Items tagged with Encryption

The U.S. Government isn’t too happy about efforts by Silicon Valley to enable device encryption, which keeps user data protected and out of the reach of law enforcement agencies. FBI Director James Comey abhors smartphone encryption, and has come out against it on numerous occasions. “The notion that people have devices, again, that with court orders, based on a showing of probable cause in a case involving kidnapping or child exploitation or terrorism, we could never open that phone? My sense is that we've gone too far when we've gone there,” said Comey in 2014. “As a country, I don't know why... Read more...
A little over a week ago, officials from the Obama administration met with some of the biggest names in tech, including senior executives from Apple, Facebook, Google, Microsoft, Twitter and Yahoo. Administration officials in attendance included Attorney General Loretta Lynch, FBI Director James Comey, National Intelligence Director James Clapper and White House Chief of Staff Denis McDonough. Although the meeting was primarily focused on “[Cyber] efforts to counter radicalization” and to “Make it harder for terrorists to use the Internet” to coordinate attacks, the controversial topic of device... Read more...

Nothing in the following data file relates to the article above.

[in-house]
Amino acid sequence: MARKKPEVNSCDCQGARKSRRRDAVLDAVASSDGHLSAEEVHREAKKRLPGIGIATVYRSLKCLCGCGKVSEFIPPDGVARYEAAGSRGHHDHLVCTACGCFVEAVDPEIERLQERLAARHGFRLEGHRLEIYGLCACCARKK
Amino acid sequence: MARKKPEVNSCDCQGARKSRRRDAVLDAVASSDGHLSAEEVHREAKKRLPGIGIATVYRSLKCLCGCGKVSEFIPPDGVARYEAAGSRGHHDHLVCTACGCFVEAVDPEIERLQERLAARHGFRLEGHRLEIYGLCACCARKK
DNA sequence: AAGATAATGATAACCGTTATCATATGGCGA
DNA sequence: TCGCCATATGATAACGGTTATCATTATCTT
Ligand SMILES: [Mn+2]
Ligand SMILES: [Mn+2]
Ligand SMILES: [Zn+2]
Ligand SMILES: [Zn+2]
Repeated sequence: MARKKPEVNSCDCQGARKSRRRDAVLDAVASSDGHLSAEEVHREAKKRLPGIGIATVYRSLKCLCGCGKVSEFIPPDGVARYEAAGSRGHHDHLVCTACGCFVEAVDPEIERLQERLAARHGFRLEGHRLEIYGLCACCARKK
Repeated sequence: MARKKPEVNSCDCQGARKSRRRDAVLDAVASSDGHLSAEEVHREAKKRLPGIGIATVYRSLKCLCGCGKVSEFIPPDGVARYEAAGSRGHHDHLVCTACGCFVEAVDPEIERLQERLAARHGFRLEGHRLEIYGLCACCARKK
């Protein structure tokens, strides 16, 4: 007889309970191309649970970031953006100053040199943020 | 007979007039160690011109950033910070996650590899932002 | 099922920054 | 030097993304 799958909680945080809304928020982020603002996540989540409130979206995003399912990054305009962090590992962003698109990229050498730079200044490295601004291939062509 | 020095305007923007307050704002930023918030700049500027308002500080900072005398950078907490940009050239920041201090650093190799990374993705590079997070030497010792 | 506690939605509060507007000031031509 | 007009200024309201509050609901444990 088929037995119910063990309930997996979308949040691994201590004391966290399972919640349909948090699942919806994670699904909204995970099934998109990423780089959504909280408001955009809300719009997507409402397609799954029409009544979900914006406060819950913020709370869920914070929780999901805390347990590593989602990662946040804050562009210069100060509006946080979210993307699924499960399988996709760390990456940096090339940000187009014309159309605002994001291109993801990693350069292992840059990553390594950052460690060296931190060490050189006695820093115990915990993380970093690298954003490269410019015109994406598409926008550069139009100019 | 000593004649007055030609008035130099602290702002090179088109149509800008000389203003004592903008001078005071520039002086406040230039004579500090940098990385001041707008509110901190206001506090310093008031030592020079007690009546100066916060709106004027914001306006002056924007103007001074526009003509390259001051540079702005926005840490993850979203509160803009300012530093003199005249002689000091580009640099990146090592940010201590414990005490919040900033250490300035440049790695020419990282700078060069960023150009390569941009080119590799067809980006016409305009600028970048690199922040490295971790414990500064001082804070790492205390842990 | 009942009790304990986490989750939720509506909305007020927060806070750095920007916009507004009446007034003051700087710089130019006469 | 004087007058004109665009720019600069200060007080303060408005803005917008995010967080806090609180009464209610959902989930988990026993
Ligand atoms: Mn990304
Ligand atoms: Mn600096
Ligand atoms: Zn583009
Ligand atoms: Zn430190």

Legislatures in New York have drafted a bill that, if passed, would require Apple and other smartphone makers to provide backdoors to encrypted handsets for law enforcement officials or otherwise eliminate encryption altogether. Failure to do so would result in a $2,500 fine per device, a sum that would quickly add up. Apple and Google have been at the forefront of the encryption debate in favor of user privacy. New iPhone and most new Android devices come encrypted without any easy means of decrypting data without a key. Even if summoned by law enforcement to unlock a device, Apple and Google... Read more...
Apple is fighting hard to have shoot down a proposed UK law that would require tech firms to work hand-in-hand with government agencies to break encryption and provide easy access to customer data under court order. “We believe it would be wrong to weaken security for hundreds of millions of law-abiding customers so that it will also be weaker for the very few who pose a threat,” said Apple in a complaint filed against the Investigatory Powers Bill. For all its efforts to stop efforts in the UK to break down encryption walls and bend over for law enforcement, a new Chinese law looks to simply steamroll... Read more...
The debate over smartphone encryption is a contentious on these days in tech circles. On one side, you have companies like Apple and Google which employ full device encryption to secure user data and keep it out of prying eyes — even if those eyes belong to law enforcement. On the other side, you have politicians in Washington along with various city, state, and federal level enforcement agencies clamoring to get their hands on secret backdoors to defeat encryption (and criminals, and terrorists… so they say). Apple has been one of the strongest proponents of device encryption and has fought against... Read more...